I once worked with a woman who claimed she had “multiple chemical sensitivity.” She claimed that the smell of some food made her so sick she had to go home. I was once eating a candy bar and drinking coffee. It made her sick. I was once drinking a cup of something and she claimed “your coffee is making me sick.” When I pointed out it was tea, she asked if there was anything in it. “Yeah, some sweetner.” “Oh, that stuff makes me so sick. I have a headache. I have to leave.”

She did not work in the office for very long.

Maybe:

Indeed, not true. But it does make water boil hotter. Thus the cooking might be faster.

Oranges are a veggie now? Damn, I just can’t keep up. :wink:

We’re treating wounds in the kitchen now? Damn, I just can’t keep up.

The first cite says nothing about honey as a food. The only thing the second cite has to say about culinary use of honey is, on page 3: "Even if honey is natural, it is no better than ordinary white or brown sugar for dieters or people with diabetes, says dietitian Toby Smithson, RD, CDE, a spokesperson for the American Dietetic Association and founder of the web site, Diabetes Everyday.

A tablespoon of honey, in fact, has more carbohydrates and calories than granulated white or brown sugar."

I am very well versed in the *medicinal *virtues of honey. But from a *culinary *standpoint, it is not realistically healthier than sugar or HFCS. It has trace levels of some vitamins and minerals, but none that most of us are deficient in, and not at levels that are useful for meeting the USRDA for anything.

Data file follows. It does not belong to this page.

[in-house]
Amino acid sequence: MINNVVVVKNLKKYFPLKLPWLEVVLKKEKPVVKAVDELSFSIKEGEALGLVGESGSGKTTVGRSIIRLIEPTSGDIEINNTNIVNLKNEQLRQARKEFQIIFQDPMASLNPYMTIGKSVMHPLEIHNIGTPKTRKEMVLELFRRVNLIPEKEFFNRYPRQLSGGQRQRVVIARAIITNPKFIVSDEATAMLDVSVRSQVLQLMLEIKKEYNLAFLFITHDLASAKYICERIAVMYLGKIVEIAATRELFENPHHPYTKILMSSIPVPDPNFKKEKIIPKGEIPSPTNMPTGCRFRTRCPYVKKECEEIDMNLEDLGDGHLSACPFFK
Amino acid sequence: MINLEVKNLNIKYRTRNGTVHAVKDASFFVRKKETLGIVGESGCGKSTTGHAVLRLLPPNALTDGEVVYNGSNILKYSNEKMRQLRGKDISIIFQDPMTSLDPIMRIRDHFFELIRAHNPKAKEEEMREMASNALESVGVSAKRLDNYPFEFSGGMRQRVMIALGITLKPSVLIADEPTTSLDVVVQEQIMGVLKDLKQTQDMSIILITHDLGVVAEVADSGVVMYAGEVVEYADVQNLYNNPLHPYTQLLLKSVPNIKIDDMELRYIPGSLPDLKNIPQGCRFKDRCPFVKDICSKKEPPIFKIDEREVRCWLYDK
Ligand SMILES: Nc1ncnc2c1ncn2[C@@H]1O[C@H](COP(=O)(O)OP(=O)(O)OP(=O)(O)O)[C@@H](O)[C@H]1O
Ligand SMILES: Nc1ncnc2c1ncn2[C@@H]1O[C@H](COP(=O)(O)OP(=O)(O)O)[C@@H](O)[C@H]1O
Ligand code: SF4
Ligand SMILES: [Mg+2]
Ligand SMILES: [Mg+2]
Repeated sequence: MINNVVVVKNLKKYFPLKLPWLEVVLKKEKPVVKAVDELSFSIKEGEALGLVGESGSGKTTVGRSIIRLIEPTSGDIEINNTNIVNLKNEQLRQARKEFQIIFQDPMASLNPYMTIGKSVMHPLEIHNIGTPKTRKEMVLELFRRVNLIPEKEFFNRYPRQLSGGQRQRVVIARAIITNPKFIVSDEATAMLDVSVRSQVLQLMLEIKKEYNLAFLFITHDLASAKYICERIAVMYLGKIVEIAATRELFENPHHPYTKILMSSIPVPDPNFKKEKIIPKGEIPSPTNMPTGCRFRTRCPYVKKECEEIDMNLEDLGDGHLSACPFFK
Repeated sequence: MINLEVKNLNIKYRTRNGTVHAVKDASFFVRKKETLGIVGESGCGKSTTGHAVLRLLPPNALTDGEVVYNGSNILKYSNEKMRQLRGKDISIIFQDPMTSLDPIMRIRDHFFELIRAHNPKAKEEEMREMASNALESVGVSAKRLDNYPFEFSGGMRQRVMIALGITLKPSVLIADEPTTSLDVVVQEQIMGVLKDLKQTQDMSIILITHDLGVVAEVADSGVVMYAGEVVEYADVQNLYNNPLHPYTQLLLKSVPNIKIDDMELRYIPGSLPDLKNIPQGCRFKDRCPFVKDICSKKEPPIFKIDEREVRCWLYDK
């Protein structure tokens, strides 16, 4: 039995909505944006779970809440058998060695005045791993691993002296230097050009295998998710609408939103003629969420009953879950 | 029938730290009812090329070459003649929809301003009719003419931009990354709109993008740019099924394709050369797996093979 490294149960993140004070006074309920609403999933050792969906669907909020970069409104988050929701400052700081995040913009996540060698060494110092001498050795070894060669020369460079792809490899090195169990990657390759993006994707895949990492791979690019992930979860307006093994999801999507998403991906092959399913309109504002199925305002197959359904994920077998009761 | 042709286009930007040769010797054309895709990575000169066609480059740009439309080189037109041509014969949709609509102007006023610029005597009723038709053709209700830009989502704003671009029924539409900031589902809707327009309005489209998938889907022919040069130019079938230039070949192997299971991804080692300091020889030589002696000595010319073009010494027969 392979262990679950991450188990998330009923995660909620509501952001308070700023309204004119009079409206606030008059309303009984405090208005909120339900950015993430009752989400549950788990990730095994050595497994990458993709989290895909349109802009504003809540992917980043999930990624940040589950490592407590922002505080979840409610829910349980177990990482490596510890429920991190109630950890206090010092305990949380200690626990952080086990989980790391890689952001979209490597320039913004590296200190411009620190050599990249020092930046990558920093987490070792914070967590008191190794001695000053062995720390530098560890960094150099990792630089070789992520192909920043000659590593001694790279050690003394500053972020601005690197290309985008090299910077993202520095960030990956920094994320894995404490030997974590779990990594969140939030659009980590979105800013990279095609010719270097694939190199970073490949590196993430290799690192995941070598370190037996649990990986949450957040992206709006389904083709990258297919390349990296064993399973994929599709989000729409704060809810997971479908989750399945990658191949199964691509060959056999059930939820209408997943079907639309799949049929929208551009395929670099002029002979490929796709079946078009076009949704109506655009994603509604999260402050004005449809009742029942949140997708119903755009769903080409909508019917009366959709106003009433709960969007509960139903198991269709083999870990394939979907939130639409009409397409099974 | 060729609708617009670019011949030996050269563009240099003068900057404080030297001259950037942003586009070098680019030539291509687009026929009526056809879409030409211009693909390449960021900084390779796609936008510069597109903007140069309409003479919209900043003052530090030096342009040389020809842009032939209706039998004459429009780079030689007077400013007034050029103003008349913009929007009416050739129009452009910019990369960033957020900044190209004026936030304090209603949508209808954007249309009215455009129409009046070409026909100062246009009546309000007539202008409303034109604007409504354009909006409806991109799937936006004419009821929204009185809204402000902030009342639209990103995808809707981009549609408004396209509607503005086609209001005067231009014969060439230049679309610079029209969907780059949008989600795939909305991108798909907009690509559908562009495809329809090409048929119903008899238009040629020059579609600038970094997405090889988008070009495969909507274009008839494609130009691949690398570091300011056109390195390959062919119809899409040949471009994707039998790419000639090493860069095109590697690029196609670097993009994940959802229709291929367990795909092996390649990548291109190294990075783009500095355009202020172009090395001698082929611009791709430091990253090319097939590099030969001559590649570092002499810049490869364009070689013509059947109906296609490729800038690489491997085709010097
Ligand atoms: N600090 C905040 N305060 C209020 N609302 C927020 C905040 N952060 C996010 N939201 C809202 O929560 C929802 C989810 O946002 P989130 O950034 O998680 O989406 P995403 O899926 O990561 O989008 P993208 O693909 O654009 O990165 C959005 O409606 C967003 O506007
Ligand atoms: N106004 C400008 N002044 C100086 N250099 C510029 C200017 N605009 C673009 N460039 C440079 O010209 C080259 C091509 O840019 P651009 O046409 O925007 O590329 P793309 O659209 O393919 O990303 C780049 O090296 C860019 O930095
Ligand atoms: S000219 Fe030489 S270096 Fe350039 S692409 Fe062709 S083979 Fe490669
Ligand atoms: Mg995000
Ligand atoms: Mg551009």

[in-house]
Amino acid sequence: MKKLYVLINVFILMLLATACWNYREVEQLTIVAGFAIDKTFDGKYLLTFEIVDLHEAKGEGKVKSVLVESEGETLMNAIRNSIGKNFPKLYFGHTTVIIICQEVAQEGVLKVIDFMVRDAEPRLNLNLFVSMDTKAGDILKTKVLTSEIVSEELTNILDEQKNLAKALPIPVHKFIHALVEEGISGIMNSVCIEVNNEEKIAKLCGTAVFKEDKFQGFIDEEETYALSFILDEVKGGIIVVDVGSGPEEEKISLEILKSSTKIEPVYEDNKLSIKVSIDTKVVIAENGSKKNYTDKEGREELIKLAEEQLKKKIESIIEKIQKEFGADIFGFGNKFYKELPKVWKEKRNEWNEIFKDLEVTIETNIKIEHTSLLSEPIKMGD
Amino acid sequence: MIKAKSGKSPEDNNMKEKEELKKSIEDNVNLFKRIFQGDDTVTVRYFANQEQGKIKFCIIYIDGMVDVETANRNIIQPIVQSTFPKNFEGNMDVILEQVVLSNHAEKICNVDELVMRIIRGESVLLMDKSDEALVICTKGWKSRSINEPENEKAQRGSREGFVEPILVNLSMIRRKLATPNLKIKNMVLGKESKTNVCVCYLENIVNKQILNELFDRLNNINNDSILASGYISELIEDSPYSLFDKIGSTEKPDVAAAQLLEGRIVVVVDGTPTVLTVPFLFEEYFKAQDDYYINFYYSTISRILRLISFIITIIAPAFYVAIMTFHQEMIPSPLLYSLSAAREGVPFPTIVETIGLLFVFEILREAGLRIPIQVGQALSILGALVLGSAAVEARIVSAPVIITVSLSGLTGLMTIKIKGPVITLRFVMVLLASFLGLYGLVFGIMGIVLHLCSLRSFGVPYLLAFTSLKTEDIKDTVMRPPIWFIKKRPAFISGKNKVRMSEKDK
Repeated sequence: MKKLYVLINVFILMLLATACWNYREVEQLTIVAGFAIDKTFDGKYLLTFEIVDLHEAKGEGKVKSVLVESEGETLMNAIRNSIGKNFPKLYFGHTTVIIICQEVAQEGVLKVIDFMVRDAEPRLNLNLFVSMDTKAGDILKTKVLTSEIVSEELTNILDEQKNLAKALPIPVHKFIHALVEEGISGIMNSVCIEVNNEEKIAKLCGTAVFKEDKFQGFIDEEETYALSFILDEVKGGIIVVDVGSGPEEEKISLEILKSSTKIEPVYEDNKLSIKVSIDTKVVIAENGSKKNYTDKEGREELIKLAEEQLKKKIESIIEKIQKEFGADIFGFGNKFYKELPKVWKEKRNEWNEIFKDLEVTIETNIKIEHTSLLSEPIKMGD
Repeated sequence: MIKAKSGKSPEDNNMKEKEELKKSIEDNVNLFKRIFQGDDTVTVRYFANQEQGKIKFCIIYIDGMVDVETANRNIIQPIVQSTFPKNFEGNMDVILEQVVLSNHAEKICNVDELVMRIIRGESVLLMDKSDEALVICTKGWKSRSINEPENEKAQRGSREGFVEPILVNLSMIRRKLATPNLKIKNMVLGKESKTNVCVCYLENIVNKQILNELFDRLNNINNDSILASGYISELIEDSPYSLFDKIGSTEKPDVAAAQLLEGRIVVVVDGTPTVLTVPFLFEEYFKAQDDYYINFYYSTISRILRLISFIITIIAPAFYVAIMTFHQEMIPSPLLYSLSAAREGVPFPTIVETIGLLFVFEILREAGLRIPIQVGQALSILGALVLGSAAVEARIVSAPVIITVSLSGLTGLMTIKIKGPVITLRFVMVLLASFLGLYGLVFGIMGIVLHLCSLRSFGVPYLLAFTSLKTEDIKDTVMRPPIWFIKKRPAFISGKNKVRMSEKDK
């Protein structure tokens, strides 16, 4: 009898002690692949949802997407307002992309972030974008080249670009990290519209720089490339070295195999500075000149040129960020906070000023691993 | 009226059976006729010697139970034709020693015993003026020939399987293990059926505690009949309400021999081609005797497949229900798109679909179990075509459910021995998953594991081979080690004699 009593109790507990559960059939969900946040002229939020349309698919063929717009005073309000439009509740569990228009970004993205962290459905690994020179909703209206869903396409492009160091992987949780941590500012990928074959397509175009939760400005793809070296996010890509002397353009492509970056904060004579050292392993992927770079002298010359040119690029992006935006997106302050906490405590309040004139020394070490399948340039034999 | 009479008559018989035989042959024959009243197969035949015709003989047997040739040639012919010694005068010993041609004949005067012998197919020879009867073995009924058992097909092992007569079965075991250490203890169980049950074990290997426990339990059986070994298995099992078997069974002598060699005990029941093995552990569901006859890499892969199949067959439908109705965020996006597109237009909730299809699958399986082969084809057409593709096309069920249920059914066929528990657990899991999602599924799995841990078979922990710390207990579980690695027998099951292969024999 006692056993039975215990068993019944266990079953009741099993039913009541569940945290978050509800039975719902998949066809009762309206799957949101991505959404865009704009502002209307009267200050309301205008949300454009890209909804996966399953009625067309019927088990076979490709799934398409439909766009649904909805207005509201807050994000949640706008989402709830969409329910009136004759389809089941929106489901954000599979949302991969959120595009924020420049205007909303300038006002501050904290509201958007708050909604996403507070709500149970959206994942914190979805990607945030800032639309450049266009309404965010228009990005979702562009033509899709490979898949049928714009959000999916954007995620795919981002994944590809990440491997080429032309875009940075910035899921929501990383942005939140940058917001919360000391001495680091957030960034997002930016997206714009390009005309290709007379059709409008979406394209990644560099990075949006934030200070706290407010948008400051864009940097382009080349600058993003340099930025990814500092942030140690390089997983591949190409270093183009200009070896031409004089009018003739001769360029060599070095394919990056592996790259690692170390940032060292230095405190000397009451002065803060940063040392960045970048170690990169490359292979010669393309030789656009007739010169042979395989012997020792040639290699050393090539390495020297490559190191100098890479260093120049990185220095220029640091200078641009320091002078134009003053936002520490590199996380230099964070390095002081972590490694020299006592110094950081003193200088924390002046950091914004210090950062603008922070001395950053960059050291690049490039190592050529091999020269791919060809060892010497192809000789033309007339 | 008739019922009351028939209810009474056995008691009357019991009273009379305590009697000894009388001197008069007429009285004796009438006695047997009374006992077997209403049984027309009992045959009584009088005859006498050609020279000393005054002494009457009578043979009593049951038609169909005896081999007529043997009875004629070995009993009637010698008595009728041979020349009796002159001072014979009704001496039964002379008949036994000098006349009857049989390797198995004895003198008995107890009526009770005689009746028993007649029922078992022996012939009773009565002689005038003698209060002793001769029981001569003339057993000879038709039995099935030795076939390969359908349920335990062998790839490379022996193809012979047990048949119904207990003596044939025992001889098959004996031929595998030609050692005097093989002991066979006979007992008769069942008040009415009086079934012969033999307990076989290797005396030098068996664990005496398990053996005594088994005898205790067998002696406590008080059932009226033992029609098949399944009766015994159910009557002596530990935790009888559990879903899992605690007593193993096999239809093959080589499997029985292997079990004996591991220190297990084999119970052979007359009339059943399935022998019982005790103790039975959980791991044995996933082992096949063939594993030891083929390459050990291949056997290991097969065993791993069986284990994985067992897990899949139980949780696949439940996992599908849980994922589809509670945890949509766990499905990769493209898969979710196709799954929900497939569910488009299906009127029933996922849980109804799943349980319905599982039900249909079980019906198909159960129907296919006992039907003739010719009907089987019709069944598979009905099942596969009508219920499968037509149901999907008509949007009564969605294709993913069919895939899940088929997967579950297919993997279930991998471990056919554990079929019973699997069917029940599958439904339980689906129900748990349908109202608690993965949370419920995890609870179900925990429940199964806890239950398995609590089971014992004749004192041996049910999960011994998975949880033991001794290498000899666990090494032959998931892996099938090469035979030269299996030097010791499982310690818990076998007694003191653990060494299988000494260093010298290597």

Add salt for flavor, if you like, but it will not increase the cooking time a measurable amount in a household kitchen.

Typical salt concentrations used in cooking elevate the boiling point by a vanishingly small amount, as in less than a degree.

What about the one where you have 20 lbs of rotting meat sitting in your gut?

Or that chewing gum you swallowed as a kid has not digested and is still sitting there?

Or washing down a pack of pop-rocks with a coke will make your stomach explode?

Or that asparagus makes your pee smell like asparagus? Ok, that one is true, but not for everyone (it’s genetic).

Cooks Illustrated tested this. The first part is a myth - the second part is true. It’s age and acid that prevent beans from getting soft, not salt.

Cut onions are poisonous. As witnessed by the piles of dead bodies surrounding salad bars.

Peter Aitken in *Kitchen Myths *doesn’t agree.

Cook’s Illustrated says that as long as your overall pH is 5 or higher, your beans will soften.

They’re not? You could have fooled me.

But the animals are not allowed to be raised in the same kind of factory farm. At least that is what I always heard.

Wheat certainly does cause problems in some people. And milk.

Here’s one that is propagated by the aforementioned Marian Nestle: All calories have the same effect on weight gain. Research is showing that carbs are more readily turned into body fat than even fat. It must be that some fat is not absorbed and therefore excreted.

It depends. Whipping cream has 30-36% fat and heavy cream has 36%+ (at least in the US).